I am working on the development of a Child/Youth Self-Empowerment Workshop. It will be part of the Goal-Setting Workshop Series. There is ample research on impact of low self worth amongst children and youth and how it can follow them into adulthood. The causes, sources and road to low self worth can be varied – trauma, abuse, parenting, loss of culture, poverty, etc. The results can range from being under-employed to becoming a victim in society.
But, the good news is- it can be turned around – mentors, programs, support, and education – both formal and informal. But a workshop is only one experience – how can it spark a thought, emotion or hope that will create an opportunity to move to self-empowerment and a journey that will focus on goals, progress, and the power to define and oneself? That will be part of the plan that is mapped out in this workshop.
Potential will lie dormant without a spark to have it mobilized. I have seen such potential in the youth I have worked with over the years. It may take the workshop instilling something more powerful than anything that has contributed to the low self-worth. I think its possible.
I love photos and so I will add my new tree that seems to be coming to life despite its lack of leaves right now.
Holistic education often in focuses on academic, social, emotion, physical, cultural and spiritual activities, outcomes, teachings and experiences. The inclusion of economic, financial,and/or entrepreneurship provides an opportunity for students to gain skills and knowledge that are vital to survival and success. The opportunity to learn using a project-based approach can provide an experience that solidifies learning and confidence in decision making and innovation. This information is often taught at home to students by parents who understand the value of this knowledge and skills. Having more emphasis in formal education may lead to an increase in success amongst future generations and eliminate the incidence of poverty amongst those who may not have had access to this knowledge about the way the world works in terms of money.
By Nancy Macleod
Working near the table to set new goals for the Steeper Climb for 2017:
Starting with more questions than answers:
- What did I learn in 2016?
- How can I add more value to the service I offer?
- How can I employ youth in a meaningful way?
- How can I provide services in other regions?
- What additional services can I offer?
- What will determine success?
- How can I increase the impact in terms of supporting youth?
Now answering the questions that will formulate the goals.
The Steeper Climb has created a new goal setting workshop that includes teaching resourcefulness as part of a strategy. Resourcefulness can be taught as a skill and as a mindset. Youth can process, interpret and give meaning to this information within the framework of their respective cultures-and then build upon it. Goals can be individualized or created by a group. The workshop shares tools to support the promotion of self-directed learning so that progress continues beyond the workshop. The use of resourcefulness in goal-setting can build skills and beliefs that support resilience in youth. By Nancy MacLeod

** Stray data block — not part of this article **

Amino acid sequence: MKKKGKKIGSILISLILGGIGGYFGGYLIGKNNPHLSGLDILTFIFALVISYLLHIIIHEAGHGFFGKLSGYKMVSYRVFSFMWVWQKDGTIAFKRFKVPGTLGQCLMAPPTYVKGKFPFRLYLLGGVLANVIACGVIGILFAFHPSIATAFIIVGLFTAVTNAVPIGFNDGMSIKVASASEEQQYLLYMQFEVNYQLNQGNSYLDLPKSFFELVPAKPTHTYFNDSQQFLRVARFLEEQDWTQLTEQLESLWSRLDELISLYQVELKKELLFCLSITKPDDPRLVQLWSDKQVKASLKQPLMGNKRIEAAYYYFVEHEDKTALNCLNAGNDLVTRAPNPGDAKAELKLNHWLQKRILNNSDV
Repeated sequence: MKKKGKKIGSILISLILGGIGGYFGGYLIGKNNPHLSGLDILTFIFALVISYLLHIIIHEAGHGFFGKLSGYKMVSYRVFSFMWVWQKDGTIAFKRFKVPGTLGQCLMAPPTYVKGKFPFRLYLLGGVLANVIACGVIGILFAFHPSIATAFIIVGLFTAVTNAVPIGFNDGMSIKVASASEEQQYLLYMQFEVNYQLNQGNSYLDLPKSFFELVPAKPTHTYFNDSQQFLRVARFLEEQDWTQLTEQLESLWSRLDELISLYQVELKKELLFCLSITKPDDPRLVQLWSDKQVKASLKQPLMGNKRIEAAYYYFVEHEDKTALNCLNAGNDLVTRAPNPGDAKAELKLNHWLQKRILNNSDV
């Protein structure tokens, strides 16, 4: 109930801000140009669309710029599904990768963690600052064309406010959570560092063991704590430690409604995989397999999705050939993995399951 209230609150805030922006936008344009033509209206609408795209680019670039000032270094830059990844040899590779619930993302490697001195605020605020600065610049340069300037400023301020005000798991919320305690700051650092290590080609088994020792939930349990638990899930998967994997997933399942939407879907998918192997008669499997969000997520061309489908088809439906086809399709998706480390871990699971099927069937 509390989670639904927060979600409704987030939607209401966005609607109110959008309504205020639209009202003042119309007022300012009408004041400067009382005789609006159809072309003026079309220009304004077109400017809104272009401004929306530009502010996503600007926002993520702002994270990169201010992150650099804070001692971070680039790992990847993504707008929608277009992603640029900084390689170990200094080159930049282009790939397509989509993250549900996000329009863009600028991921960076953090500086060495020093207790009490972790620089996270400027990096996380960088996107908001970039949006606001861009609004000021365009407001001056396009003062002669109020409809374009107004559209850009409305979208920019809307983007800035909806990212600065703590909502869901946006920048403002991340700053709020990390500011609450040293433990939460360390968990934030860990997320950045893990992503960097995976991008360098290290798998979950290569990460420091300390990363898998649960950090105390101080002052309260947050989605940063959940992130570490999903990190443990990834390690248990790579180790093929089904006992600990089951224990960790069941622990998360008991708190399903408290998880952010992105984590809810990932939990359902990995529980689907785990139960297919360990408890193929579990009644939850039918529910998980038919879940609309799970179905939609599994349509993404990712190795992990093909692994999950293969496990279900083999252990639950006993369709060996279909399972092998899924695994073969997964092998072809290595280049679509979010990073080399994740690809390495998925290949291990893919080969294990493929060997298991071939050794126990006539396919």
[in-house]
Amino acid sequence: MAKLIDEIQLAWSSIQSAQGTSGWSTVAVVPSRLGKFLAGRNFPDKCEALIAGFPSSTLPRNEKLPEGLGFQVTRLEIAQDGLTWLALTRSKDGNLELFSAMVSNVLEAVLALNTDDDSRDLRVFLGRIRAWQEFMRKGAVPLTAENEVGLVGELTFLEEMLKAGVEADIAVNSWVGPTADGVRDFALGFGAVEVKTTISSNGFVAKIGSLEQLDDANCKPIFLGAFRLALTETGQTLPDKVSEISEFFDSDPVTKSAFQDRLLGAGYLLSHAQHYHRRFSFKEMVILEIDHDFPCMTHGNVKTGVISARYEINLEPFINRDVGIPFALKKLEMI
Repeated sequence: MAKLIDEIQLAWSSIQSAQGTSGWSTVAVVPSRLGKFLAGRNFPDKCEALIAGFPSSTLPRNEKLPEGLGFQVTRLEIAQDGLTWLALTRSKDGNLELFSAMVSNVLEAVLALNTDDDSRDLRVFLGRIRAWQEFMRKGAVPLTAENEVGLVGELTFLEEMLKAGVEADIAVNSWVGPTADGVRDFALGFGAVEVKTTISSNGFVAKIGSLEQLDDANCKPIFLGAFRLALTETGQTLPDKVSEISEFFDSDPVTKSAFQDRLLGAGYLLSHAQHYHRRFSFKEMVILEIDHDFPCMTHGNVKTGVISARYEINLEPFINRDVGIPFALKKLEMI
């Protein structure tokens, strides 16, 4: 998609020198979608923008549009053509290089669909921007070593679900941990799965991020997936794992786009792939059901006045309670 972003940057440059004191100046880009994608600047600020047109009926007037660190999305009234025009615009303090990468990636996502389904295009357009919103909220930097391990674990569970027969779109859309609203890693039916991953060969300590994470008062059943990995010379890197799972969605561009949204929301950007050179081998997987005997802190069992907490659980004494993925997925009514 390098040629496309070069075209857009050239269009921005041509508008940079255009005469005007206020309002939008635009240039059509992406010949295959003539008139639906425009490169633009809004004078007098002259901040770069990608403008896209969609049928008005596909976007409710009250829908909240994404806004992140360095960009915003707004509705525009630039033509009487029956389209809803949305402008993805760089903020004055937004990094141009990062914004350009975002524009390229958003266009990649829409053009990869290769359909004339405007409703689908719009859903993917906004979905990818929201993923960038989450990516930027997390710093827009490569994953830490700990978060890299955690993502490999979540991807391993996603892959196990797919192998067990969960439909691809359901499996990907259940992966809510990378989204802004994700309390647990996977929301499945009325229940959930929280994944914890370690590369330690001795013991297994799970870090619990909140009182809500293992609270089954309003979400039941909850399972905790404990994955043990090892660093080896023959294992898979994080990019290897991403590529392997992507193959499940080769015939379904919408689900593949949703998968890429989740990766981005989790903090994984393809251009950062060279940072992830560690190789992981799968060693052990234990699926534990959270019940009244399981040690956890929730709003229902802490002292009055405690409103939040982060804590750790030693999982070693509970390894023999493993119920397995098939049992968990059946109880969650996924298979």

- Provides an opportunity for self-reflection and awareness of both empowering and self-limiting beliefs
- Provides an opportunity to identify personal strengths, skills, and resources
- Provides an opportunity to identify goals and make a plan that is exciting and challenging.
- It empowers youth and promotes self-directed learning
- It promotes individual responsibility for progress – How bad do you want it?
- It provides information on how to reframe negative experiences and use them for strength
- It focuses on the present and the future.
By: The Steeper Climb Community Development Services
This documentary is so powerful because it depicts the strength of the girls in Africa that are working so hard to overcome barriers to education. Its truly inspirational and speaks to how we can all dig deeper and work harder to achieve goals and help others reach goals.
As we move forward and set goals, it can be inspirational to include challenges. Here’s one of mine: swimming in the Atlantic ocean as far into the Fall as possible:
Here’s a picture of the water yesterday – It was cold but refreshing! Queensland beach outside Halifax, NS.
- New education models may be able to more easily adapt to changes in society.
- Choice in types of schools based on alternative models promotes diversity in approaches to education.
- Historically and in many cases those who are most successful in public schools are most reflected in the curriculum in terms of content and strategy. Specifically, those who create curriculum do so from their own respective perspectives and so their descendants will thrive in this system.
- Many different cultural values and priorities can be reflected in curriculum that is not ethnocentric.
- It is often easier to create new models than focus on trying to change an existing model that is fundamentally inflexible.
- If significant numbers of certain groups of students are not achieving success, then the model needs to be examined.
- Current systems promote conformity and outdated expectations of citizenship.
- Change and choice are positive!
By Nancy MacLeod, Executive Director
The Steeper Climb Community Development Services
- Read the funder’s criteria more than once.
- Engage partners asap to provide time to access support letters.
- Use the strengths of your organization to build the concept.
- Demonstrate how your project fits the funder’s objectives.
- Make sure your activities are reflected in the budget (exactly).
- Be specific in your activities (ex. 3 of workshops, etc.)
- Be clear and concise.
Nancy MacLeod, Trainer – Proposal Writing